18  
 
       
CERTIFICATIONS
    19-22  
 
       
 EX-31.1
 EX-31.2
 EX-32

 


Table of Contents

PART I—FINANCIAL INFORMATION
Item 1.   CONDENSED FINANCIAL STATEMENTS
Condensed Consolidated Balance Sheets
                 
    (Unaudited)        
    June 30,     December 31,  
    2009     2008  
    (Dollars in thousands,  
    except per share data)  
Assets
               
Cash and due from banks
    11,769       5,595  
Federal Home Loan Bank overnight time and other interest bearing deposits
    1,135       677  
 
           
Total cash and cash equivalents
    12,904       6,272  
Securities - Available for sale
    20,470       8,916  
Securities - Held to maturity
    23       37  
Other securities
    4,237       4,237  
Loans held for sale
    1,227       860  
Loans, net
    236,148       247,542  
Foreclosed assets, net
    3,344       2,076  
Premises and equipment
    4,357       4,456  
Goodwill
    9,606       9,606  
Core deposit intangible
    603       681  
Other assets
    8,769       7,124  
 
           
Total assets
  $ 301,688     $ 291,807  
 
           
 
               
Liabilities and Stockholders’ Equity
               
Liabilities
               
Deposits:
               
Non-interest bearing
  $ 14,734     $ 13,883  
Interest bearing
    187,648       178,273  
 
           
Total deposits
    202,382       192,156  
Federal Home Loan Bank advances
    56,678       60,178  
Fed Funds Purchased
          1,000  
Accrued expenses and other liabilities
    1,712       2,203  
 
           
Total liabilities
    260,772       255,537  
 
               
Stockholders’ Equity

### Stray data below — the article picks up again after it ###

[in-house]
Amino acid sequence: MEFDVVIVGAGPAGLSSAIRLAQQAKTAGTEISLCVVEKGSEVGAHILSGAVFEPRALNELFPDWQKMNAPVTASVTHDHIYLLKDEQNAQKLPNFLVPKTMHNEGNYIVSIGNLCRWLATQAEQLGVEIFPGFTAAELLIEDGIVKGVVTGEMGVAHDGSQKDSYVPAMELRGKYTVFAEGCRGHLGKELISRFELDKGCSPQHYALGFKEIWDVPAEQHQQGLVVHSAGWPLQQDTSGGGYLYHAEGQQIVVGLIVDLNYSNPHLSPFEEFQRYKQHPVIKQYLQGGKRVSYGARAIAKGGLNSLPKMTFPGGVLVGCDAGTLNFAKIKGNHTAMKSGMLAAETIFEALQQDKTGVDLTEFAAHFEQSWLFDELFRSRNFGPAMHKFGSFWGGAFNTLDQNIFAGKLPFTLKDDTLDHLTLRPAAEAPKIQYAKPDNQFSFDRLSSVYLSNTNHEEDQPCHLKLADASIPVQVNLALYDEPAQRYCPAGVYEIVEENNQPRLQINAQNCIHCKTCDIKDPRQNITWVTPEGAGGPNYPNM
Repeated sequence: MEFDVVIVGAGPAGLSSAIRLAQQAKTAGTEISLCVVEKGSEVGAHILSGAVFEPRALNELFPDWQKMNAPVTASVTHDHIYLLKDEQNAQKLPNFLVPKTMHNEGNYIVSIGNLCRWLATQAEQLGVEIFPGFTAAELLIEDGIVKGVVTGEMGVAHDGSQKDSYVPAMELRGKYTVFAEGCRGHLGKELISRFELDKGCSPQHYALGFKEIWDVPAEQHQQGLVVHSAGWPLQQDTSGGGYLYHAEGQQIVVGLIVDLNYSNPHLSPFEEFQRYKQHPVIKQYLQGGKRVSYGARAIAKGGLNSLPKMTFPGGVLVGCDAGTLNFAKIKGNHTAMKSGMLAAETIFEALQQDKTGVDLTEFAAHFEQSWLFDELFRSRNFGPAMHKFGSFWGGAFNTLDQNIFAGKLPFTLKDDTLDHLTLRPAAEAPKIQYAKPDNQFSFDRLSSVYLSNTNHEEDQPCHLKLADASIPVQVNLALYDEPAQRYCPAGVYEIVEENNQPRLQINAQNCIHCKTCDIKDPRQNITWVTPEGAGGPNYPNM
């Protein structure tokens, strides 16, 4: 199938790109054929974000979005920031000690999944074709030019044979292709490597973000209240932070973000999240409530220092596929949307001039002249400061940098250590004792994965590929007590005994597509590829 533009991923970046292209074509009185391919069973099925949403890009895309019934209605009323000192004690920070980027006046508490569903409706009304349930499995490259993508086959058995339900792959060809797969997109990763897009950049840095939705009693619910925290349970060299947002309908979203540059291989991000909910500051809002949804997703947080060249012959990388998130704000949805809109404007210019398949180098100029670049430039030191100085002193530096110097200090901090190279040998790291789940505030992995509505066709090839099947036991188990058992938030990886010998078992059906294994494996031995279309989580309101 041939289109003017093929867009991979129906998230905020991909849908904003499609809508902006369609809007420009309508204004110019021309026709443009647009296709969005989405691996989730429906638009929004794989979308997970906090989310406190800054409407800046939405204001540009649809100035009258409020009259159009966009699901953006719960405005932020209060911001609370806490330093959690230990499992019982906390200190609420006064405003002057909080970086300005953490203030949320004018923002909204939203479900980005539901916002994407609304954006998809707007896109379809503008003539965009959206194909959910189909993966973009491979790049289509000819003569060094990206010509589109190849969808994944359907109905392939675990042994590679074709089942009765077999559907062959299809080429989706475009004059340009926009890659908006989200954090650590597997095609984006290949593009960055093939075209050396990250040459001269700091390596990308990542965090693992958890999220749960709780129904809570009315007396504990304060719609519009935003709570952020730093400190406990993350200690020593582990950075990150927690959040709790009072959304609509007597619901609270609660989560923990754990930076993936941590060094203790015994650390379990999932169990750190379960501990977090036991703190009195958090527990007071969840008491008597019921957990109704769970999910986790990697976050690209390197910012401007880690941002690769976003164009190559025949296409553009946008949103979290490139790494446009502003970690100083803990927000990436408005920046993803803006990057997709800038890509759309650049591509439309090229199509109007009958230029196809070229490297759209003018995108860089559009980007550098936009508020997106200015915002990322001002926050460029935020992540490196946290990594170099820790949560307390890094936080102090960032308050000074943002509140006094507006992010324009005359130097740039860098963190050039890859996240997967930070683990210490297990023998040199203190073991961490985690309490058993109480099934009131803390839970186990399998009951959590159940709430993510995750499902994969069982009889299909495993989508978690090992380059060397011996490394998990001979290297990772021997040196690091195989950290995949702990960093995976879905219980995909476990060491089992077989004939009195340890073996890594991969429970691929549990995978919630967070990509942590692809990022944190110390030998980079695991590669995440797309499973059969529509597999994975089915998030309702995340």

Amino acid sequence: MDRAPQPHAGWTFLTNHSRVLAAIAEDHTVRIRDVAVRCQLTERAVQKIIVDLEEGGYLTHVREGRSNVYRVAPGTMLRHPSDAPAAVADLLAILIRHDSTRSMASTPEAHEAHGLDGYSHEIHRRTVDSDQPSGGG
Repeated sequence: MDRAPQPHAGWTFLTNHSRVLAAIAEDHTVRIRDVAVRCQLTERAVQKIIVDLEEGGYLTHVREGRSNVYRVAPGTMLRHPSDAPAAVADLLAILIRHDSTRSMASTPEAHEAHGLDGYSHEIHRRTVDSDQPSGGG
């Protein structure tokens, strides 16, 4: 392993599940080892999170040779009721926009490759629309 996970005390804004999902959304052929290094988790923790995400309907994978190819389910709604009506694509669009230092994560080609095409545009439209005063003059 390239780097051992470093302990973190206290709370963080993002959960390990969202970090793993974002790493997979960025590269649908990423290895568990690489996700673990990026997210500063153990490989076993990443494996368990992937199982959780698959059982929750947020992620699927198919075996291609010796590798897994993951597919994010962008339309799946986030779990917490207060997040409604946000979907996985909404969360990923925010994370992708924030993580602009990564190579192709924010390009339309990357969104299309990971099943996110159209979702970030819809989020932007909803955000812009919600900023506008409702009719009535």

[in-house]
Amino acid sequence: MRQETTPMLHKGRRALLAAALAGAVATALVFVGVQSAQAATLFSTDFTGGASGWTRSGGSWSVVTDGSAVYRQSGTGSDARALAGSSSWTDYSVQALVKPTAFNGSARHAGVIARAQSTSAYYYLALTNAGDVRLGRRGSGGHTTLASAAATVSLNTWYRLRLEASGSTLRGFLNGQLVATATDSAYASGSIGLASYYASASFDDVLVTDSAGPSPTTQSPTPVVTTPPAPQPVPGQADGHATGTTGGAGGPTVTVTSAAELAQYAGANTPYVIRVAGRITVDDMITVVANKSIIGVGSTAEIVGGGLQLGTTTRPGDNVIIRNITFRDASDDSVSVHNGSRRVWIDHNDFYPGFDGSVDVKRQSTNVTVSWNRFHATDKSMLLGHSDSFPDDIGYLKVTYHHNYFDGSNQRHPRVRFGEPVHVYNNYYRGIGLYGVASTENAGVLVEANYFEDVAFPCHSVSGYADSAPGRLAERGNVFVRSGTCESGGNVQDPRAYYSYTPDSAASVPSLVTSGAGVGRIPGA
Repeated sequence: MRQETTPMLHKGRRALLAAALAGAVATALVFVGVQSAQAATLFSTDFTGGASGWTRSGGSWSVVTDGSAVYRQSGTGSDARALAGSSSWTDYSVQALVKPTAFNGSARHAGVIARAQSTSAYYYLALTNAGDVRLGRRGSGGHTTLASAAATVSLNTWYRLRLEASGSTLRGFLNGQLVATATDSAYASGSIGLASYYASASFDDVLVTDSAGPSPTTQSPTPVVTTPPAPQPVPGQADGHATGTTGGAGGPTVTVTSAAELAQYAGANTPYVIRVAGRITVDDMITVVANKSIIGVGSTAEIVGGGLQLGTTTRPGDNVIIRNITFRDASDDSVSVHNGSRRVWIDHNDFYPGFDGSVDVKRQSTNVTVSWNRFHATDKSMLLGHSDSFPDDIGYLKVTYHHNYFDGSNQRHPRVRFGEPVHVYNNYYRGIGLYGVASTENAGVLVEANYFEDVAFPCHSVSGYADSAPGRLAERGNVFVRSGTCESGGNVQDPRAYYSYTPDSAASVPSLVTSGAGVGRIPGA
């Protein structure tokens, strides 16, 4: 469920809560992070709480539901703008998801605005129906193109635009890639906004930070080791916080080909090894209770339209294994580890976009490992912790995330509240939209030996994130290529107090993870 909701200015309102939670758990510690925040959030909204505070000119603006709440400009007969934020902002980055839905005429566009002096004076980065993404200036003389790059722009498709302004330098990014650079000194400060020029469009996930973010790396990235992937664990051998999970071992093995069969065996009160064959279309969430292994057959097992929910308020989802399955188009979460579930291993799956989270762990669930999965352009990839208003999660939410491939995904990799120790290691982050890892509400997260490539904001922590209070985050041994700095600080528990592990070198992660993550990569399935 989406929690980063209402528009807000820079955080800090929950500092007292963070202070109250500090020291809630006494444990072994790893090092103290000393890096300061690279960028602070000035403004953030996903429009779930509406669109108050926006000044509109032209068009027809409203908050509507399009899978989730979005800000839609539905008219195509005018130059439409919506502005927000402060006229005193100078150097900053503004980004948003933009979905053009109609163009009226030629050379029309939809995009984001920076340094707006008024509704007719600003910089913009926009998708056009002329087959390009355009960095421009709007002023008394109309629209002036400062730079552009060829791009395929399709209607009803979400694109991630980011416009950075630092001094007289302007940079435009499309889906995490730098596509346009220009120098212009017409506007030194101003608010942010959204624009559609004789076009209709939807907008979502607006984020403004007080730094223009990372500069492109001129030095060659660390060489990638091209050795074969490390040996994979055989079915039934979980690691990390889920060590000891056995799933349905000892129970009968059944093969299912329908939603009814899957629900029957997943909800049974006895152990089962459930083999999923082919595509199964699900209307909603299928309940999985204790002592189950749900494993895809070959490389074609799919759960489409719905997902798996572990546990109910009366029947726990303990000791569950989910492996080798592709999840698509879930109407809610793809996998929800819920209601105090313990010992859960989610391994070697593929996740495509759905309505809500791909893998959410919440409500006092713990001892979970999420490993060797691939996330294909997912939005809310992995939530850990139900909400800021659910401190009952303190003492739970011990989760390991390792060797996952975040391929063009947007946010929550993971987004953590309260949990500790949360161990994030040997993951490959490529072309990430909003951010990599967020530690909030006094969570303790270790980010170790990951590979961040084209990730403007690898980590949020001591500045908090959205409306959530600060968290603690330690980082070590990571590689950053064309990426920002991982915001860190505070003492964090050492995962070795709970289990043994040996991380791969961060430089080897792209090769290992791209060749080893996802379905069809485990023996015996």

Preferred stock-$.01 par value, 5,000,000 shares authorized, and 6,785 shares, fixed rate cumulative perpetual preferred stock, series A, $1,000 per share liquidation preference, issued and outstanding as of June 30, 2009
    6,734        
Common stock - $0.01 par value, 20,000,000 shares authorized, 2,046,102 shares issued and outstanding at June 30, 2009 and December 31, 2008
    20       20  
Common stock warrants issued and outstanding 260,962 as of June 30, 2009
    56        
Additional paid-in capital
    21,156       21,152  
Retained earnings
    13,758       15,867  
Accumulated other comprehensive income
    21       69  
Unearned compensation
    (829 )     (838 )
 
           
Total stockholders’ equity
    40,916       36,270  
 
           
Total liabilities and stockholders’ equity
  $ 301,688     $ 291,807  
 
           

 


Table of Contents

Condensed Consolidated Statements of Income (Unaudited)
                                 
    Three Months     Three Months     Six Months     Six Months  
    Ended     Ended     Ended     Ended  
    June 30,     June 30,     June 30,     June 30,  
    2009     2008     2009     2008  
(Dollars in thousands, except per share data)
Interest Income
                               
Loans, including fees